‘The cultures of the world are at home here, and the people who carry those cultures.’
This was the response of the new director of the British Museum, Hartwig Fischer, lately director of the Dresden State Art Collections, to the Pegida movement and the anti-migrant , anti-Muslim demonstrations in Dresden over the last year and more. He persuaded the state government to allow long banners to hang outside the main Dresden Museum with the words:
‘The State Art Collection Dresden. Works from Five Continents. A House Full of Foreigners.’
He’s attracted a pretty virulent response and some downright nasty chants – ‘traitor to the people’- and similar, which have unpleasant resonances. But he’s brought people from all backgrounds together, and created by all accounts a special atmosphere (‘open-hearted and warm’) around the place.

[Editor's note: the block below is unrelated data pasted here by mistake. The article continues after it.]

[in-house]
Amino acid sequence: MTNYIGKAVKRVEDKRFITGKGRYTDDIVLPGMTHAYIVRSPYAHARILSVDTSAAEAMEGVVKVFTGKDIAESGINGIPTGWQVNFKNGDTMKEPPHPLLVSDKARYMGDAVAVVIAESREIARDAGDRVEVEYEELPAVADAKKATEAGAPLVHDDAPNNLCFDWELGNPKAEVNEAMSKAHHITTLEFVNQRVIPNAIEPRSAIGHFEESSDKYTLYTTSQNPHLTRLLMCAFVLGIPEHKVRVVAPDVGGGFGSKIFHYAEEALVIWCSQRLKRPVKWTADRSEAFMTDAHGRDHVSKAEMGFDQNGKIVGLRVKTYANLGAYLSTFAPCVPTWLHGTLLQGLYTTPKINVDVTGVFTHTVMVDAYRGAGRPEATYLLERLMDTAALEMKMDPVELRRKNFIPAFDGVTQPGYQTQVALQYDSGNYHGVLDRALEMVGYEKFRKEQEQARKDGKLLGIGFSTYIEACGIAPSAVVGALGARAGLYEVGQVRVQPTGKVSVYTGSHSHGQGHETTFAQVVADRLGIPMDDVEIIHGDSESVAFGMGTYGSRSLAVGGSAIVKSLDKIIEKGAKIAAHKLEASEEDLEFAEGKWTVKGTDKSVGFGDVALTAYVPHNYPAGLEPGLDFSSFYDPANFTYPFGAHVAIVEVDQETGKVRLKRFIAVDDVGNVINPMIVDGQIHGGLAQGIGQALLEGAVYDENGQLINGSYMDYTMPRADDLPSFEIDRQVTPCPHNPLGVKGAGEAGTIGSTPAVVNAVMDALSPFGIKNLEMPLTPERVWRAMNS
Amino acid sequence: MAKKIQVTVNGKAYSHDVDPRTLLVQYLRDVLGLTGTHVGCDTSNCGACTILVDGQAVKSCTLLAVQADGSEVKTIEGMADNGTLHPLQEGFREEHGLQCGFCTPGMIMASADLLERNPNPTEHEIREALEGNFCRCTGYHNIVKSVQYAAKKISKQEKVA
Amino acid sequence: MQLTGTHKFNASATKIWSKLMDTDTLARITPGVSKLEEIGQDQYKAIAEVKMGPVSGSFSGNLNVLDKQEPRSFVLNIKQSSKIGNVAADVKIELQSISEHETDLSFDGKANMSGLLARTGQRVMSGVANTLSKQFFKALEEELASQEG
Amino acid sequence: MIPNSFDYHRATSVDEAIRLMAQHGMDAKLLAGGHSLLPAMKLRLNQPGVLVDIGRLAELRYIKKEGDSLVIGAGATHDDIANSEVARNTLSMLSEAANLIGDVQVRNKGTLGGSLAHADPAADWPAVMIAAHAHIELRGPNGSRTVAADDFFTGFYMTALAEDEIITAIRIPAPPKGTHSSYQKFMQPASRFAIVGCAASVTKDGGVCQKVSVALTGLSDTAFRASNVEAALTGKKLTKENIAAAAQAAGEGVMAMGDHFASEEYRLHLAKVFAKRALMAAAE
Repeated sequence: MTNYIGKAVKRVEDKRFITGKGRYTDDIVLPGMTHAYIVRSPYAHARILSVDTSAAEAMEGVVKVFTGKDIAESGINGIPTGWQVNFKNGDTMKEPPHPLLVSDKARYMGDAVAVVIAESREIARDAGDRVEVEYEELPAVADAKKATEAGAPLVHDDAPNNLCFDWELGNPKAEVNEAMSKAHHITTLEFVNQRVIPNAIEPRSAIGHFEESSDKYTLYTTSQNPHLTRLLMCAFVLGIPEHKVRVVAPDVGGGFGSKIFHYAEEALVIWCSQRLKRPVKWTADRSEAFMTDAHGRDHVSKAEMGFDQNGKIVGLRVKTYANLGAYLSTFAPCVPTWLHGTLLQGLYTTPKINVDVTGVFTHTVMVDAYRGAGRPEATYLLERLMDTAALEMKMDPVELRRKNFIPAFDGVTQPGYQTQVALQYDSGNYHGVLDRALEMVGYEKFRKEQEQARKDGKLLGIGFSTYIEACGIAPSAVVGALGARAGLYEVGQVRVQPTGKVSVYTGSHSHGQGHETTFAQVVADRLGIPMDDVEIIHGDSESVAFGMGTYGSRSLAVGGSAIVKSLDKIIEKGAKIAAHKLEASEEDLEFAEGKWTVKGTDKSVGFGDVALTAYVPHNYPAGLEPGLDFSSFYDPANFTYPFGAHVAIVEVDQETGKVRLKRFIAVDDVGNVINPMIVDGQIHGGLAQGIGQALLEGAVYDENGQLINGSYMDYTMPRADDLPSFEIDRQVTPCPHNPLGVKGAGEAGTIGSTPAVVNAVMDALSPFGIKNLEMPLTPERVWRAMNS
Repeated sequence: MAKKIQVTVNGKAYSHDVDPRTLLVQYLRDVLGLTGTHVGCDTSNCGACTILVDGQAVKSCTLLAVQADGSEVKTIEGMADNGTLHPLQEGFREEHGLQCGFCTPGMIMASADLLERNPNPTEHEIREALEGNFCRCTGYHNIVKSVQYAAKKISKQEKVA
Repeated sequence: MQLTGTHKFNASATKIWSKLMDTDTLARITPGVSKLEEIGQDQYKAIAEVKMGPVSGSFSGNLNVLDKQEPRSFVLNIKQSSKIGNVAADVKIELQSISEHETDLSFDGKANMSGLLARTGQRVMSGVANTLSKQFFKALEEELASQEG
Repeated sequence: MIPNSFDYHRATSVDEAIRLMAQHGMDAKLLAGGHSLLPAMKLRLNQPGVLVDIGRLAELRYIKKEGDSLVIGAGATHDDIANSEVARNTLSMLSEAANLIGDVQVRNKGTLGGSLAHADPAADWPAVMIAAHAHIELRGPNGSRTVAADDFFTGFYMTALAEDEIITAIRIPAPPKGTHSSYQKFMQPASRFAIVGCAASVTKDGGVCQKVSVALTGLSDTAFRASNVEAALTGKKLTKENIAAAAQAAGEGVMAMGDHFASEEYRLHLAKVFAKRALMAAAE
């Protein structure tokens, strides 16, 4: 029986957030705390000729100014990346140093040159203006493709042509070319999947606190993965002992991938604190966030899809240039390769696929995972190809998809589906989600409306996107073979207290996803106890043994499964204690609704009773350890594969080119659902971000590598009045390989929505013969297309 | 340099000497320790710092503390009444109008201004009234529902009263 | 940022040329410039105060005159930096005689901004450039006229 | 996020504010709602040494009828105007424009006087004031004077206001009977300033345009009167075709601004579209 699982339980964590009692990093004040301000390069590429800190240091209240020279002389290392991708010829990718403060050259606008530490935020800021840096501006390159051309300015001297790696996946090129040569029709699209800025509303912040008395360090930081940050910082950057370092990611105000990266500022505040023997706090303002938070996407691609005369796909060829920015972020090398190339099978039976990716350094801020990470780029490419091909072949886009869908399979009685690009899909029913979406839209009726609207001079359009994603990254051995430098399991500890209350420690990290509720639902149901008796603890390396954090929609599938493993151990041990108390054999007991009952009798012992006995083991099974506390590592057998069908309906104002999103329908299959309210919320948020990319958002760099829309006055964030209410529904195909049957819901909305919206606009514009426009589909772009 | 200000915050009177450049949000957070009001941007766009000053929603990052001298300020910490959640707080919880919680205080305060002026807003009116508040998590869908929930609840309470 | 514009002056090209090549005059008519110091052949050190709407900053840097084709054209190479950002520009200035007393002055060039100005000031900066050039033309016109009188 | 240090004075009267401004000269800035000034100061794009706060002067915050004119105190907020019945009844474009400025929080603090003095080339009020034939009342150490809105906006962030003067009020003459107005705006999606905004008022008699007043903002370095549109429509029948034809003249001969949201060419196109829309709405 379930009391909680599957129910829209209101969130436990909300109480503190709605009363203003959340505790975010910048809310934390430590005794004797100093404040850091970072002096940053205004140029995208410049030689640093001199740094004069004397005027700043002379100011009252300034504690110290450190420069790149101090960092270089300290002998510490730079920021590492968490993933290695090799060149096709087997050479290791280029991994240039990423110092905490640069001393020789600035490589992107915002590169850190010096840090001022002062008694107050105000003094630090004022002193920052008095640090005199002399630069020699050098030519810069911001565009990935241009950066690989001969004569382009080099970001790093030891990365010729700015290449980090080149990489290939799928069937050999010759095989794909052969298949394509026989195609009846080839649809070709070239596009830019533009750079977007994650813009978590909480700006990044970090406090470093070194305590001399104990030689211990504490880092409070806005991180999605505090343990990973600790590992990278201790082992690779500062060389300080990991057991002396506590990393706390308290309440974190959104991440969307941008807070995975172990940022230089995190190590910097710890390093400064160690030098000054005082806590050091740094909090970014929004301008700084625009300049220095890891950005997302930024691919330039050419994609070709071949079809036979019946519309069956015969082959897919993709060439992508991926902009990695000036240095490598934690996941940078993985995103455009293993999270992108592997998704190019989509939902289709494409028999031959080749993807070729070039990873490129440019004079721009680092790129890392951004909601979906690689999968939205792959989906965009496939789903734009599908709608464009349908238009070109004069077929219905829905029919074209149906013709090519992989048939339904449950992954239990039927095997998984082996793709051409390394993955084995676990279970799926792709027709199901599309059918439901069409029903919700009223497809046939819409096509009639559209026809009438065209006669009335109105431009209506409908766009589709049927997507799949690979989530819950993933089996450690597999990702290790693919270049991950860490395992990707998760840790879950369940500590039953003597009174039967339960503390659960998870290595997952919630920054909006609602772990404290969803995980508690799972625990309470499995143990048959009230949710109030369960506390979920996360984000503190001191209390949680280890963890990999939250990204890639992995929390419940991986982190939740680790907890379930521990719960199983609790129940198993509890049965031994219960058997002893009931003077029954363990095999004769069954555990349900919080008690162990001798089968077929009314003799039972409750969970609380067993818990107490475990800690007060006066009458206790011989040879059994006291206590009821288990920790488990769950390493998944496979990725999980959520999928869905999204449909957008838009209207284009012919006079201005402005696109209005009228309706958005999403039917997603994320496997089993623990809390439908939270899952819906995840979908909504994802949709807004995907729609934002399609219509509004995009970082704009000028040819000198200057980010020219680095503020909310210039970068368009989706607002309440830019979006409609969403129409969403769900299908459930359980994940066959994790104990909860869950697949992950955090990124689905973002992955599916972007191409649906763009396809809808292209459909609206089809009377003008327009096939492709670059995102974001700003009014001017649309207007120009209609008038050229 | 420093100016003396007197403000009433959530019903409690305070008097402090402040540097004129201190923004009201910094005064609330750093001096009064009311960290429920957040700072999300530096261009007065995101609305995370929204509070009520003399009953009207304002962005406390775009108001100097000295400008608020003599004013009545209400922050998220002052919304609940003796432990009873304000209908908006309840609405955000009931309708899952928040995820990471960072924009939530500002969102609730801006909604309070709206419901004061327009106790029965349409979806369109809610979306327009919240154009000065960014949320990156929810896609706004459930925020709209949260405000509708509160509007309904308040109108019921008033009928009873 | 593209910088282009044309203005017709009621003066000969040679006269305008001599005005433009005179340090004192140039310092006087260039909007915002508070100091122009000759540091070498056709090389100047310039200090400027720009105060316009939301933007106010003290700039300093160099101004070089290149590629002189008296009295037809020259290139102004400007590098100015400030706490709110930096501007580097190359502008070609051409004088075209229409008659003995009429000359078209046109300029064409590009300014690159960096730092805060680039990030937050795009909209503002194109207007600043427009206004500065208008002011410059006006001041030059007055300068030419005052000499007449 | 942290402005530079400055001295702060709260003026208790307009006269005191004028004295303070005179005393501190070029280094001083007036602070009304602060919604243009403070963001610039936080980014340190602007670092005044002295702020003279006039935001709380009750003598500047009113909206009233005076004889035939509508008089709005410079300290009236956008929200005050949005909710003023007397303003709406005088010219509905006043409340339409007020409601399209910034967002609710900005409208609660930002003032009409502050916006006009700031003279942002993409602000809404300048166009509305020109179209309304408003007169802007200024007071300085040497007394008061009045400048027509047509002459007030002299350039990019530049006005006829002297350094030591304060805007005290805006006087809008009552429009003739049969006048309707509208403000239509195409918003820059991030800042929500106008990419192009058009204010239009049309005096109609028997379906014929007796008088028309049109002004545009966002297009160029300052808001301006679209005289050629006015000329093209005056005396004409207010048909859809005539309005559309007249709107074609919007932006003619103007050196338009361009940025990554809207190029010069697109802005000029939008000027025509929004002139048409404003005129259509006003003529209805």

He seems to be a bit of a hero. He has an impeccable background as an art historian, but he’s more than that – ‘a citizen of the world’ – and he deserves a big big welcome.
Under Neil MacGregor the BM has already opened itself to the world – almost, given the crowds, too much so! So all power to the museum for recognising that modern museums should be all about reaching out to present and future generations – t0 the wide and not the narrow world – as well as the past.
(I’ve memories from my early teens of my first-ever gallery, the Manchester City Art Gallery, and standing puzzled but vaguely curious in front of paintings by Italian Primitives. Hard to imagine anywhere more fusty, and I was almost – but happily not quite!! – put off forever.)
(With thanks to the Economist for background information on Hartwig Fischer’s appointment.)